They would also do body composition testing, and occasionally tweak something (mainly emphasizing more strength training and muscle mass, I do a lot of cardio already). My BMI runs about 21 so weight is not an issue.

And there there was about 2 hours of cognitive testing! Nerve-wracking but I guess I'm young enough I would always do fine. I asked once if normal tests in someone my age were actually meaningful since at the time I was about 25 years younger than my mom when she was diagnosed and he said yes, even this far out there can be changes in cognitive testing that signal problems but he didn't see any of this in my testing (it's been a few years now so who knows!)

For supplements he only recommended Omega 3s (Nordic Naturals DHA extra, 4 pills/day which is almost 2000mg DHA/day), Vitamin D 5000IU/day. Sometimes my B12 would be a little low and I would take a B12 supplement. He recommended trying CocoaVia pills or powder but they upset my stomach. Most recently he recommended Theracumin which I take sometimes but again if I take it too often it upsets my stomach. So it's mainly the Omega 3s and Vit D.

I will say I love to exercise and I'm very active (I'm in my 50s and I hike, run, swim, bike, dance and try to do some weight training. I get 12-13,000+ steps every day), and I really try to limit carbs and sugar (only Ezekiel bread, Banza pasta etc), almost no processed food, always take a salad to work for lunch every day, plus I aim for 7-8 cups of vegetables/day. I don't drink any alcohol.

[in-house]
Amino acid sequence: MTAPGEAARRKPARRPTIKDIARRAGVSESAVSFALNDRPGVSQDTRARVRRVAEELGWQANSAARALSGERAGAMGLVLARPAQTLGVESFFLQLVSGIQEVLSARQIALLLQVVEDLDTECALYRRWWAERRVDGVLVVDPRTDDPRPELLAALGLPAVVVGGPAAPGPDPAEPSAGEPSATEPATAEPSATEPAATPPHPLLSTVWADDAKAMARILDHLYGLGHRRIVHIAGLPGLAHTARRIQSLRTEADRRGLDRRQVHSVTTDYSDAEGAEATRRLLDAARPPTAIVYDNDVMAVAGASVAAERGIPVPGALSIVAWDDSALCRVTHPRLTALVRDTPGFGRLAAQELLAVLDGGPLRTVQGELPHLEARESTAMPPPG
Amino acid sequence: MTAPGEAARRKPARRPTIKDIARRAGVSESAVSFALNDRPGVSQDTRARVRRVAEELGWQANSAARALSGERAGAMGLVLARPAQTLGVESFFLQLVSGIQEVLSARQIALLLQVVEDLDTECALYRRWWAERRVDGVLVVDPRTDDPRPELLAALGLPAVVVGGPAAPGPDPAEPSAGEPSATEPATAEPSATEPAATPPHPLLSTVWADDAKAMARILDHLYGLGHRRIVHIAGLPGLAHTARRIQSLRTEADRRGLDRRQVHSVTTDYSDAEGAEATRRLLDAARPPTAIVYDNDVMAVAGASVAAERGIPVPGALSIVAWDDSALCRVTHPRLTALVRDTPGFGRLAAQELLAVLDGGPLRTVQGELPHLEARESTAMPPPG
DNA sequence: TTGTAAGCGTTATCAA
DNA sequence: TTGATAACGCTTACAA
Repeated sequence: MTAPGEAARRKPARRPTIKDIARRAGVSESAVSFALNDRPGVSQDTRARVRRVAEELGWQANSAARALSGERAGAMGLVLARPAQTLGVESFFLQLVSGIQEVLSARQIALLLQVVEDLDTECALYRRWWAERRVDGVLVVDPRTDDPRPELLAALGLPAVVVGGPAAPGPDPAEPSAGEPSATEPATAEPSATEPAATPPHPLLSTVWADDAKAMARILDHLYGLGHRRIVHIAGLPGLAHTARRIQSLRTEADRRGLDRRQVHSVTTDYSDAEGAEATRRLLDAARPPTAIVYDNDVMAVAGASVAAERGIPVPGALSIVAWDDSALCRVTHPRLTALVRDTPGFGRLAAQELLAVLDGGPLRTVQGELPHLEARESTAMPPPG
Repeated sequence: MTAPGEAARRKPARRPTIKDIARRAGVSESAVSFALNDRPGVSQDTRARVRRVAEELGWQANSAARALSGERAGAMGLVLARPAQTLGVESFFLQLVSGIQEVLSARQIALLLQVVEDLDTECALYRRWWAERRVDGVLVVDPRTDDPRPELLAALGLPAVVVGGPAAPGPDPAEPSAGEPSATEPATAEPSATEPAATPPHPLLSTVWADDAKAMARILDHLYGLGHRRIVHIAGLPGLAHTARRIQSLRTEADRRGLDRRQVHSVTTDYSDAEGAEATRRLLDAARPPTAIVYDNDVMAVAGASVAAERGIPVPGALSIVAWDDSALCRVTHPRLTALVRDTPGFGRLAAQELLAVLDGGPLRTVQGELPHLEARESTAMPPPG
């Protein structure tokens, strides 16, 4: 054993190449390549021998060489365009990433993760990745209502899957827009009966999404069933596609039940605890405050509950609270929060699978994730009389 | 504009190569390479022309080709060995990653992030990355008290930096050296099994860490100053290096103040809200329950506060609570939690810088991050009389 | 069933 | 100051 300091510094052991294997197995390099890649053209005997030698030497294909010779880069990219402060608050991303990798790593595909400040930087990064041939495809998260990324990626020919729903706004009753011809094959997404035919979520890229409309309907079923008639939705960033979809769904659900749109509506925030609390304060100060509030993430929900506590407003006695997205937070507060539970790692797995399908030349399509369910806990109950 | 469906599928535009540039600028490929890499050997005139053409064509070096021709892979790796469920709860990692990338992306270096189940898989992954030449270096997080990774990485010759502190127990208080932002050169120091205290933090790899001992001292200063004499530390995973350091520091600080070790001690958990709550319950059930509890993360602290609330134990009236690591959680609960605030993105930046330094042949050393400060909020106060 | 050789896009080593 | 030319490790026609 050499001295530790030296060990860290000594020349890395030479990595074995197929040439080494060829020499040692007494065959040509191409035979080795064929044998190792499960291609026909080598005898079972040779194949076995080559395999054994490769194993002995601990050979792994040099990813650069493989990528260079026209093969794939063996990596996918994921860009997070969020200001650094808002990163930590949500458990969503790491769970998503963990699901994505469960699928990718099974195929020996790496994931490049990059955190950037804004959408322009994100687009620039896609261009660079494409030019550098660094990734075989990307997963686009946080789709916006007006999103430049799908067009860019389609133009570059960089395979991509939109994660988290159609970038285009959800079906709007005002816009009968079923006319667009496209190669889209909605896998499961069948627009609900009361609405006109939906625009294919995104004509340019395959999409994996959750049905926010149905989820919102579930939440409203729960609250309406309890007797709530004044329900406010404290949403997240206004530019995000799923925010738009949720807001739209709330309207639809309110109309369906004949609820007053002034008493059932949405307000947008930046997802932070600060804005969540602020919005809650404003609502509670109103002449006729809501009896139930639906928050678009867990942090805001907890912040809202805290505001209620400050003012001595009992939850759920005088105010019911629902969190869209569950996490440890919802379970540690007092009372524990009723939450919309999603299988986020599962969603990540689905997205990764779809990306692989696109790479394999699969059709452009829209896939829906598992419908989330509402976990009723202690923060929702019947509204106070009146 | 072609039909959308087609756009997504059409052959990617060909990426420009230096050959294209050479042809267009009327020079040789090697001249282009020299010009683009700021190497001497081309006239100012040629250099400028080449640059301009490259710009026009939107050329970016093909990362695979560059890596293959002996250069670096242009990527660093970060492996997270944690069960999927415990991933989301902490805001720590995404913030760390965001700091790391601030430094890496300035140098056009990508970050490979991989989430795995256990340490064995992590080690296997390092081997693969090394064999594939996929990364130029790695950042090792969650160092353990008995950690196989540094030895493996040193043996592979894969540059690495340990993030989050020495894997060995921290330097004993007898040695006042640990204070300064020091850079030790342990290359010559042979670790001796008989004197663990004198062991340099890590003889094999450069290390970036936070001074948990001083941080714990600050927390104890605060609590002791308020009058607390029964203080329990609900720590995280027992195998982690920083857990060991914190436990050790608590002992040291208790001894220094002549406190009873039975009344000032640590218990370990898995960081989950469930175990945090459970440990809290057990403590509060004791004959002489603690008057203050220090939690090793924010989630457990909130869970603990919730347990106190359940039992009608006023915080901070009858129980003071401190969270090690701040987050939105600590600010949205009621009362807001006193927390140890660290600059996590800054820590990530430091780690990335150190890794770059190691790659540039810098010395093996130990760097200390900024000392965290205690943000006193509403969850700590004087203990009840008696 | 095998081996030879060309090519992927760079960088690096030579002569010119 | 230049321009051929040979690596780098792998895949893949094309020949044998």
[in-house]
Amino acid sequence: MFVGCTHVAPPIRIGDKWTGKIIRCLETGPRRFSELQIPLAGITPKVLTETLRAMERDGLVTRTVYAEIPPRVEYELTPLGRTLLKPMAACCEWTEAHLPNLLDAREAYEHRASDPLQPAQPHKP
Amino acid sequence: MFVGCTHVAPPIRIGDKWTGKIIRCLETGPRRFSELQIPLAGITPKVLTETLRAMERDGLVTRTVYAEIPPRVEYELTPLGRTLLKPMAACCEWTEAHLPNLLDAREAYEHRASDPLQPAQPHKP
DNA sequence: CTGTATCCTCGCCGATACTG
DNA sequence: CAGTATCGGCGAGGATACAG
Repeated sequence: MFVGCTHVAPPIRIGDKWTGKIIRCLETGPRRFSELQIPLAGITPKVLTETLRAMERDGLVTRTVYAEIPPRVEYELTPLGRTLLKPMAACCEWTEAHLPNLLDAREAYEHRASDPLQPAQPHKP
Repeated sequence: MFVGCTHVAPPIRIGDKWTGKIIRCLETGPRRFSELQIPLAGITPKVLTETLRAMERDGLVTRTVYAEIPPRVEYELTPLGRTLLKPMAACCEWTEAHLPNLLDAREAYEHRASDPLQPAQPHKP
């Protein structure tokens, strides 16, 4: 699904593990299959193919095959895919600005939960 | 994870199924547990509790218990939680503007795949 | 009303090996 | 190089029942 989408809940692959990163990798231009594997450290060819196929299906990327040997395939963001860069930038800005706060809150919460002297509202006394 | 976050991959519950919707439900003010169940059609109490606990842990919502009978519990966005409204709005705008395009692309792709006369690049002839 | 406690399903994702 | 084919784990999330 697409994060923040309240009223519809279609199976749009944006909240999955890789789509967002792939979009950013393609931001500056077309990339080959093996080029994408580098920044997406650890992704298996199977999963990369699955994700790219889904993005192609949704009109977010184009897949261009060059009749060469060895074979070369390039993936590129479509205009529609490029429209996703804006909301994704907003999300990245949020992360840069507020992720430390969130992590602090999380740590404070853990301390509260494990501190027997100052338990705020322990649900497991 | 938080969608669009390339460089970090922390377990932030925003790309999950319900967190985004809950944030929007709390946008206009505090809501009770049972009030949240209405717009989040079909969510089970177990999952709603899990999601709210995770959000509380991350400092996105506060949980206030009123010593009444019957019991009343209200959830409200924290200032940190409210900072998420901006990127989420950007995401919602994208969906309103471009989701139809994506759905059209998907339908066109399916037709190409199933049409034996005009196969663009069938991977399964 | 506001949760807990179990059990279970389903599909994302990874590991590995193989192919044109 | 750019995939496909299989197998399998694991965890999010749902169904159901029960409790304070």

We discussed intermittent fasting - for me he felt 12 hours fasting overnight was fine (thank goodness, because I get grumpy with more fasting).

Oh, at one point when my ApoB/LDL-P crept up a bit we talked about considering Zetia if it didn't come down. But I do find when I am good about taking my fish oil my cholesterol stays in range.

That's pretty much it. Hope it's helpful to someone here!
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Re: Dr. Richard Isaacson

Post by chris »

hopingforthebest wrote: Fri Nov 10, 2023 3:31 pm Hope it's helpful to someone here!
Thank you so much, this is genuinely incredibly helpful to me. This gives me far more actionable info than I've been able to get from my doctor. I told my primary care doctor I was homozygous for APOE4 and at high risk for AD. His exact words, "Everyone is at risk for Alzheimer's", and changed the topic.

I definitely agree w/ Dr. Isaacson that personalized medicine is important for AD prevention. Sadly the whole field of medicine is moving hard in the opposite direction.
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Re: Dr. Richard Isaacson

Post by hopingforthebest »

That's frustrating about your doctor. I think my Primary thinks I'm a little crazy but I just tell her I'm following Isaacson's protocol.
I forgot to mention one other thing I found very useful was wearing a continuous glucose monitor. Can't remember exactly what numbers I was aiming for but it was very helpful and sometimes surprising to see what foods made my sugar jump and which foods did not (for example I completely stopped eating brown rice because it always made my sugar spike but realized greek yogurt with a little maple syrup was fine, or even the occasional small bowl of ice cream at the end of a meal that had a lot of protein, healthy fats, and fiber). My primary doc wrote the prescription for me and I filled it at Costco pharmacy for about $60. Insurance won't cover it if you don't have diabetes but I paid for a few out of pocket and got the information I needed, then stopped using one.